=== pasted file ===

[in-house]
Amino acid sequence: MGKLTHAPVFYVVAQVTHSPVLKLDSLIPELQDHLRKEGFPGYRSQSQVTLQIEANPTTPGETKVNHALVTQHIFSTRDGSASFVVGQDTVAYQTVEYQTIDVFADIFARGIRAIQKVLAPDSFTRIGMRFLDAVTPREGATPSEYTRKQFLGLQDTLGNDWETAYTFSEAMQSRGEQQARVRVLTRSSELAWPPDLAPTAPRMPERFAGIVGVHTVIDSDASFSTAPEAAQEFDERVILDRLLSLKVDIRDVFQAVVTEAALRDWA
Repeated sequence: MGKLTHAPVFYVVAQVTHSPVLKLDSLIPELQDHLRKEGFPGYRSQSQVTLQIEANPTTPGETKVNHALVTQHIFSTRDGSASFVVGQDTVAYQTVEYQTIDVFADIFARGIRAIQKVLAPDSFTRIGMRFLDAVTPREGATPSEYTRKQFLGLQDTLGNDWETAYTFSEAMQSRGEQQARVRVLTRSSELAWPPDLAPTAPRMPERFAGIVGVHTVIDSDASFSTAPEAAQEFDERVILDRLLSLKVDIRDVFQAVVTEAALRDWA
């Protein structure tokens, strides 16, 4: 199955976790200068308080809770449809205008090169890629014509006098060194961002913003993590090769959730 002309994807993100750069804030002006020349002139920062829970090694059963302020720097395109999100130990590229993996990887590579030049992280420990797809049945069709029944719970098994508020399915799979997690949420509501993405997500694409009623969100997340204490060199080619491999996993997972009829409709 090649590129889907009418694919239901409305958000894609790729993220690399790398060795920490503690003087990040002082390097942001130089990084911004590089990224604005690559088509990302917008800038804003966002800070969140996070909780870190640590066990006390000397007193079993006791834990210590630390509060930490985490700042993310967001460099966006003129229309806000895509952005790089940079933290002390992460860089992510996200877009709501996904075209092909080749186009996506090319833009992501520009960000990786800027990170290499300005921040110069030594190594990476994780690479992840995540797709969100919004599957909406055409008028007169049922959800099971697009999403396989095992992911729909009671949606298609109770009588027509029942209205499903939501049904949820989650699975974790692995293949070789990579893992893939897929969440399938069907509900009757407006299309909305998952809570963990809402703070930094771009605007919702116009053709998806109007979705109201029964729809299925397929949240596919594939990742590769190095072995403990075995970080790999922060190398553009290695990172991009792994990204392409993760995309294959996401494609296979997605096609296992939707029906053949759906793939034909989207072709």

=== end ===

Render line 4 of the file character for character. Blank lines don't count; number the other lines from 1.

């Protein structure tokens, strides 16, 4: 199955976790200068308080809770449809205008090169890629014509006098060194961002913003993590090769959730 002309994807993100750069804030002006020349002139920062829970090694059963302020720097395109999100130990590229993996990887590579030049992280420990797809049945069709029944719970098994508020399915799979997690949420509501993405997500694409009623969100997340204490060199080619491999996993997972009829409709 090649590129889907009418694919239901409305958000894609790729993220690399790398060795920490503690003087990040002082390097942001130089990084911004590089990224604005690559088509990302917008800038804003966002800070969140996070909780870190640590066990006390000397007193079993006791834990210590630390509060930490985490700042993310967001460099966006003129229309806000895509952005790089940079933290002390992460860089992510996200877009709501996904075209092909080749186009996506090319833009992501520009960000990786800027990170290499300005921040110069030594190594990476994780690479992840995540797709969100919004599957909406055409008028007169049922959800099971697009999403396989095992992911729909009671949606298609109770009588027509029942209205499903939501049904949820989650699975974790692995293949070789990579893992893939897929969440399938069907509900009757407006299309909305998952809570963990809402703070930094771009605007919702116009053709998806109007979705109201029964729809299925397929949240596919594939990742590769190095072995403990075995970080790999922060190398553009290695990172991009792994990204392409993760995309294959996401494609296979997605096609296992939707029906053949759906793939034909989207072709």